Chlorhexidine Scale-Up in Nepal — Reflecting on Achievements and Planning for the Future

August 25th, 2017 | Viewpoint

A Female Community Health Volunteer displays a tube of chlorhexidine gel. Photo Credit: Pushkar Khanal, JSI.

On July 28, 2017, JSI brought together newborn health advocates and experts from around the world to discuss global best practices for scaling up the use of chlorhexidine and lessons learned from the JSI-led Chlorhexidine Newborn Cord Care Program (JSI/CNCP)—the first global effort to introduce chlorhexidine for newborn cord care as a low-cost intervention to prevent newborn infection. By the end of September 2017, the JSI/CNCP program, in collaboration with the Nepal government and local partners, will have scaled up the use of chlorhexidine in all public and major private health facilities throughout the country’s 75 districts. To date, the program has reached every district and covers 95% of Nepal’s total population.

Learning from and Building on Nepal’s Experience

As the first country to achieve nationwide scale-up of chlorhexidine for newborn cord care, Nepal has become a “living university” for the world. Its experience provides crucial evidence, lessons learned, and resources for other countries seeking to introduce or scale-up chlorhexidine. This event distilled and shared these insights and resources. A few best practices emerged during the discussion, including:

1. Government Ownership and Integration

Dr. Bikash Lamichhane, Director, Child Health Division, from Nepal’s Ministry of Health, presents the history of CNCP and components that ensure sustainability. Photo Credit: Nkem Wellington, JSI.

To ensure that program gains can be sustained, it is crucial for partners to work closely with the government from program inception, providing technical assistance for procurement, monitoring, and quality improvement so that the government can continue to implement the program. JSI/CNCP worked with the Government of Nepal to integrate chlorhexidine within existing government programs and systems, promoting rapid scale-up and sustainability. During the event, Dr. Bikash Lamichhane from Nepal’s Ministry of Health discussed the impetus for chlorhexidine introduction in Nepal and the government’s plans to continue program implementation. In his remarks, he noted the importance of integration, saying “once we realized that [chlorhexidine] was crucial to reduce neonatal deaths, we introduced it and then we integrated it.”

“Nationwide scale-up & sustainability of an innovation is possible by integrating within the existing health system.” – Leela Khanal, JSI/CNCP Project Director.

2. Private Sector Partnership

Engaging the private sector was crucial for successful chlorhexidine introduction and scale-up in Nepal. Lomus Pharmaceuticals, Nepal’s largest pharmaceutical company, was a key private sector partner for JSI/CNCP, creating and testing the first 4% chlorhexidine gel formulation globally. The availability of a quality product through in-country production reinforced the program’s sustainability.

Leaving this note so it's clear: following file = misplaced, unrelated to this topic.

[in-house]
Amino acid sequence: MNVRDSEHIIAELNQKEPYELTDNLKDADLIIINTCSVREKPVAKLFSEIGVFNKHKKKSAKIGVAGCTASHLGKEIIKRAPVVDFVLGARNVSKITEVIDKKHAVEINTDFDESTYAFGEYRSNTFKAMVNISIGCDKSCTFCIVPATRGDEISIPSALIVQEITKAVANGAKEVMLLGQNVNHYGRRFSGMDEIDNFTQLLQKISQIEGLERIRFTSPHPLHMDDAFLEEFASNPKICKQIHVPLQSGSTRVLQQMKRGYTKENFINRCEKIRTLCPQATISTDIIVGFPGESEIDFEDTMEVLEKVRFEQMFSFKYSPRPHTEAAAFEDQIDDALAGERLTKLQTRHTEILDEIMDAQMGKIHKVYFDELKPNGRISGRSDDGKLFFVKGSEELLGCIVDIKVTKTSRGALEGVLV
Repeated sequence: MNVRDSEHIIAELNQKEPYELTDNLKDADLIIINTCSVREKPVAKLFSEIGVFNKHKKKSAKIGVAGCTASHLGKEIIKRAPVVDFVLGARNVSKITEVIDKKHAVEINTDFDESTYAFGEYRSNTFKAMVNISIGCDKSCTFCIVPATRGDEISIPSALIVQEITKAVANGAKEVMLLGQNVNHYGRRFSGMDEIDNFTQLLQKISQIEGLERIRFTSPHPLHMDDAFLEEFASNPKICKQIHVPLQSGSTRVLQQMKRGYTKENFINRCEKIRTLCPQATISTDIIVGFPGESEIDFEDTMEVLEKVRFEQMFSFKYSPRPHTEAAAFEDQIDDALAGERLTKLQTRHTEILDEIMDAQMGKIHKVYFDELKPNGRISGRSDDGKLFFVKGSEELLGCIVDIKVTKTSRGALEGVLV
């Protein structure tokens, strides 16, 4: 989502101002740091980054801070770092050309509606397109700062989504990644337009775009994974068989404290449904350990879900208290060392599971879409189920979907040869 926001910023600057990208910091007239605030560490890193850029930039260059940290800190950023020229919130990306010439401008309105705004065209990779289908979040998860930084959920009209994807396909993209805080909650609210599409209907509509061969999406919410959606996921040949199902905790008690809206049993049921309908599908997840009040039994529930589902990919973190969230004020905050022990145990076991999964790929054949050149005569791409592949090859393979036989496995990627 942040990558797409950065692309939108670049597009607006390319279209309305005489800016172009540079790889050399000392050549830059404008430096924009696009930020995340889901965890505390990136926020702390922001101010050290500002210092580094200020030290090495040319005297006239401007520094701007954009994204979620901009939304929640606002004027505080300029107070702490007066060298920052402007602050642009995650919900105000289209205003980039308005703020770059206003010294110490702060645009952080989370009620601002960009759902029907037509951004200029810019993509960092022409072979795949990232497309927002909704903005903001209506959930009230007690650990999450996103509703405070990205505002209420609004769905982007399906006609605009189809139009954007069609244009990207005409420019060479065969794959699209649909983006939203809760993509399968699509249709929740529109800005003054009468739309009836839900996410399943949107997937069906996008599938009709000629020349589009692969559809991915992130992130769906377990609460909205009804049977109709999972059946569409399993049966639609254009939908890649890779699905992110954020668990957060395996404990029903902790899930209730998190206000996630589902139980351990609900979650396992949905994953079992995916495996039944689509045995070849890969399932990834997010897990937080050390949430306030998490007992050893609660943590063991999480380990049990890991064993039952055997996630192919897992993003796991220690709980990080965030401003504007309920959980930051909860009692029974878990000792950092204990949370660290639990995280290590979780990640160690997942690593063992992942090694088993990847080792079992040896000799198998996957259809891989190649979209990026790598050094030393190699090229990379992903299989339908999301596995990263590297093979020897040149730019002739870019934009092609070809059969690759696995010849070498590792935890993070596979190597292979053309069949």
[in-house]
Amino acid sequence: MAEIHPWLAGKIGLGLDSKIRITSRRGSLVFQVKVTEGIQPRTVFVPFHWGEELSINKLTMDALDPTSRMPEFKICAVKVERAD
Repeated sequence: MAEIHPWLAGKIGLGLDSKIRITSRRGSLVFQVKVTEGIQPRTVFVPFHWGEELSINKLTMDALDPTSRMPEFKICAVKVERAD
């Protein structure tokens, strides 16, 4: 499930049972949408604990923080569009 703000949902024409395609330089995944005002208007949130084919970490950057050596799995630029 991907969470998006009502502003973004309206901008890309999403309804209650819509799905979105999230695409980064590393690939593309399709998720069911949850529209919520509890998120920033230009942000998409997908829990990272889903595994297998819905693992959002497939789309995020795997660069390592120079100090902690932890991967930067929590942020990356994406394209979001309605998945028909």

A partnership with private hospitals was also essential to reach every newborn in Nepal. Dr. Suman Raj Tamrakar of Dhulikhel Hospital, a public-private partnership community hospital in Nepal, presented his hospital’s efforts to introduce chlorhexidine. Dhulikhel Hospital has achieved 100% chlorhexidine compliance for newborns in the hospital, reaching over 10,000 of them. It also serves as a learning site, hosting 16 groups of international visitors to share the hospital’s experiences in chlorhexidine implementation and public-private collaboration.

3. Demand Generation

Social and behavior change communication (SBCC) interventions and targeted approaches should be included in initial program design to reach all newborns and their caregivers. JSI’s Leela Khanal shared crucial lessons learned from JSI/CNCP, including the program’s efforts to reach newborns in hard-to-reach areas. To maintain high coverage in rural areas and for home births, the project distributed chlorhexidine to pregnant women through health facilities and Female Community Health Volunteers. It also led targeted SBCC campaigns to promote chlorhexidine use. When JSI/CNCP learned that 20% of women did not have access to information about chlorhexidine, the project began targeted SBCC activities and community outreach, including community orientations and local leader mobilization, to reach areas where mass media access is limited.

A Female Community Health Volunteer holds a community orientation as part of SBCC efforts to promote chlorhexidine use in hard-to-reach areas. Photo Credit: Maan Subba, JSI.

The Future of Chlorhexidine Programming

Reaching every child with a lifesaving intervention is incredibly challenging. This program, which has achieved 95% population coverage, shows that scale-up is possible. To continue to save newborn lives, this low-cost, evidence-based intervention should be integrated into the health system at scale.

International visitors observe Female Community Health Volunteers demonstrating how they wash their hands thoroughly before applying chlorhexidine. Photo Credit: Pushkar Khanal, JSI.

In her closing remarks, USAID’s Dr. Lily Kak gave a call to action for the global newborn health community to mainstream chlorhexidine into programs around the world, incorporating learning from Nepal’s experience. To date, JSI has supported chlorhexidine introduction and scale-up in Ethiopia, Nepal, Nigeria, Madagascar, and Pakistan, bringing this life-saving intervention to newborns around the world. As Dr. Tamrakar said, “Chlorhexidine comes in a small 3-gram tube, but this small intervention creates big change.”

Written by Leela Khanal and Sarah Cunningham

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